An Opinion Divided: The Time of the Doctor
Guest contributor Christopher Goring gives an alternate view on Smith’s final episode.
The Time of the Doctor was going to be badass. Eleven’s last stand. Matt Smith’s Doctor goes down in a blaze of glory against a carnival of monsters at the place of his death: the dreaded, mystical Trenzalore.
It’s a shame, then, that Moffat opted to go in an entirely direction. The synopsis offered by the BBC’s extensive marketing suggested an action-packed, explosive episode as Eleven fought every monster imaginable. Instead, we got something of a slower episode which still manages to buckle under the weight of the extensive baggage established by Doctor Who‘s long-running plot arc.
As Jenna Coleman’s Clara struggles to prepare for a family Christmas dinner, Matt Smith’s Doctor has been lured to Trenzalore by a cryptic message alongside a menagerie of other creatures. Soon, he is thrust onto the surface of the planet where he discovers that the Cracks in Time from Series 5 have returned. The Time Lords – locked in an alternate universe after the events of The Day of the Doctor – are sending out a truth field in an attempt to force the Doctor to reveal his name. They believe that this will confirm that they have found a safe place to return from exile back into the Universe they left.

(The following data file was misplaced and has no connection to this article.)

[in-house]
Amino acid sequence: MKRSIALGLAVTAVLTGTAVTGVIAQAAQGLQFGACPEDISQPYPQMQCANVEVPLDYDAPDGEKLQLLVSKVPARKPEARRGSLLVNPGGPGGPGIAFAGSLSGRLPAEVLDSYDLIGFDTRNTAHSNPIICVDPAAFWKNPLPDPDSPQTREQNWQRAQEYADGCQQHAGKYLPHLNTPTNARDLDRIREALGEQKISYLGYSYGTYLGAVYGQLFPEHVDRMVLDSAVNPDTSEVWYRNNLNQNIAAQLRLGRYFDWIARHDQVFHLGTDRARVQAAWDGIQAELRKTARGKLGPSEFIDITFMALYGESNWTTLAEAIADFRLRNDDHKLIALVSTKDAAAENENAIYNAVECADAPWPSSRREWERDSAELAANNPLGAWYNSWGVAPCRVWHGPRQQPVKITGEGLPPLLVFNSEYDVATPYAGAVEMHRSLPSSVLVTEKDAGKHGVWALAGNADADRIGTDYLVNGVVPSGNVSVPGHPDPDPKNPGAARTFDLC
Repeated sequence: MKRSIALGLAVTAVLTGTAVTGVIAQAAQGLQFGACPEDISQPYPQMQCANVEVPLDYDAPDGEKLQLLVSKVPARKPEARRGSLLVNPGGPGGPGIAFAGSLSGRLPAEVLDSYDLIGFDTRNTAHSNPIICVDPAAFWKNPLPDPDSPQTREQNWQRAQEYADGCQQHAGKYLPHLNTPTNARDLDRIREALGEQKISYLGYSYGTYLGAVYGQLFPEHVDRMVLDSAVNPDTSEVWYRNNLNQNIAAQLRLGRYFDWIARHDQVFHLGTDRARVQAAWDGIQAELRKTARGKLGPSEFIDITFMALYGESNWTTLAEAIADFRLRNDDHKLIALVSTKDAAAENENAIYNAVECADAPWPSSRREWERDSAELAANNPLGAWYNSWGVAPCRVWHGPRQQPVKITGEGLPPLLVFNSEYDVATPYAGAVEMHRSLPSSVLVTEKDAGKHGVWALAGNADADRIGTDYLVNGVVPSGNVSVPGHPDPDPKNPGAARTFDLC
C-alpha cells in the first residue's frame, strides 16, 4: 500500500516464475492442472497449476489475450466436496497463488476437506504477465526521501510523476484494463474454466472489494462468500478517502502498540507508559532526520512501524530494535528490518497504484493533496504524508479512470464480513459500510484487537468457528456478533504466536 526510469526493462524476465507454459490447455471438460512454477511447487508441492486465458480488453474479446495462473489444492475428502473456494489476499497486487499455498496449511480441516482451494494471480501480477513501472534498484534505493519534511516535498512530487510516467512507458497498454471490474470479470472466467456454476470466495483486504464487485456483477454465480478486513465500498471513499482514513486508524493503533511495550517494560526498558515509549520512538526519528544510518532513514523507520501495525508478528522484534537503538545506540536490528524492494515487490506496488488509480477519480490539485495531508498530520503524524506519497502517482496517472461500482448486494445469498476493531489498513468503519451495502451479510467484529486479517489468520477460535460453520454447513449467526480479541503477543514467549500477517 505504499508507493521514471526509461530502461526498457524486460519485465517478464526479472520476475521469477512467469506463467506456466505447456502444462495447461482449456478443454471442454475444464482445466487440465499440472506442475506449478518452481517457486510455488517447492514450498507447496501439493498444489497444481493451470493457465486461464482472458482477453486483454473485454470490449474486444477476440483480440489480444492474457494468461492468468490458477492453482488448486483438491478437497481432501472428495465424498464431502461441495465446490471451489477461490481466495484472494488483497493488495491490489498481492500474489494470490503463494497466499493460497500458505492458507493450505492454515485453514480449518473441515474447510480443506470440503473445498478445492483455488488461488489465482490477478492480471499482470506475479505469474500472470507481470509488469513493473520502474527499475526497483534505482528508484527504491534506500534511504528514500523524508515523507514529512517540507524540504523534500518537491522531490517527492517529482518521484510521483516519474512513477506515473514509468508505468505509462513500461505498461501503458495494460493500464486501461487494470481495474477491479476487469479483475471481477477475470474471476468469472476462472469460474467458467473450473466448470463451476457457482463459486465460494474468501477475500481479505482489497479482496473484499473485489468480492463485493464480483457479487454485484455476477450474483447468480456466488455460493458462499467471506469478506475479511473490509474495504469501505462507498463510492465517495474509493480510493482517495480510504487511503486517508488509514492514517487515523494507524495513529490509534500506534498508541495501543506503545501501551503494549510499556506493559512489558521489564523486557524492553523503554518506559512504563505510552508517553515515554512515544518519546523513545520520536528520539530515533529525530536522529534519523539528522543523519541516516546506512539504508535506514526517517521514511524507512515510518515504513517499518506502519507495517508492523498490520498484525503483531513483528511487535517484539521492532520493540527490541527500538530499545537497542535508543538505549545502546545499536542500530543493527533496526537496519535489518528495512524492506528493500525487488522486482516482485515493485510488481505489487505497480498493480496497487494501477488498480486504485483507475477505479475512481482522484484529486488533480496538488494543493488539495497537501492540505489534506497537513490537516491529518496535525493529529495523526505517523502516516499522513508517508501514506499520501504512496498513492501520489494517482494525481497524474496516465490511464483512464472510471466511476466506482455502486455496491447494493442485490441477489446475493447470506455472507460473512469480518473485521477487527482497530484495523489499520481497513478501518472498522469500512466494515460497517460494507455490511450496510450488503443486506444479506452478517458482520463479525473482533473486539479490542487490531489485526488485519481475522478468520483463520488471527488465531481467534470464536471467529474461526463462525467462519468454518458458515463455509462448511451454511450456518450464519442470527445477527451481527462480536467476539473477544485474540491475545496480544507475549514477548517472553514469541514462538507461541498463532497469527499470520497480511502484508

However, the Daleks – still embittered after their conflict with the Time Lords during the Time War – will do anything to prevent their rivals from returning. Knowing that the populace of Trenzalore will be massacred the instant that he releases Gallifrey, the Doctor is forced into a stalemate: if he says his name, the Daleks will desolate Trenzalore; if the Daleks desolate Trenzalore, the Doctor will release the Time Lords and the Time War will begin anew.
As the premise suggests, this episode has a lot of ongoing narrative threads to deal with in a short sixty minute period. Aside from establishing all of the pieces in the stalemate, the story has to explain the origins of the Church of the Silence and create a convincing genesis for the Doctor’s regeneration. It’s hardly a surprise that the episode fails to adequately deal with the egregious pressure under which it is placed.
One thing that can be appreciated is the episode’s efficient and effective answers to plot arcs: throughout the episode, we discover that the Church of the Silence wished to prevent the Doctor from revealing his name in order to halt the development of another Time War, that the Kovarian Chapter broke off and that they were the perpetrators of the destruction of the TARDIS in 2010’s The Pandorica Opens/ The Big Bang. It is somewhat disappointing that the answers don’t shift any paradigms or offer any shocking revelations: they are simply the answers that we always expected, belatedly provided in order to ensure the cogency of the narrative arc. Nevertheless, in the context of cogency, Moffat’s reveals are successful, proving once-and-for-all that Eleven’s unrelenting journey towards Trenzalore has been one, cohesive story.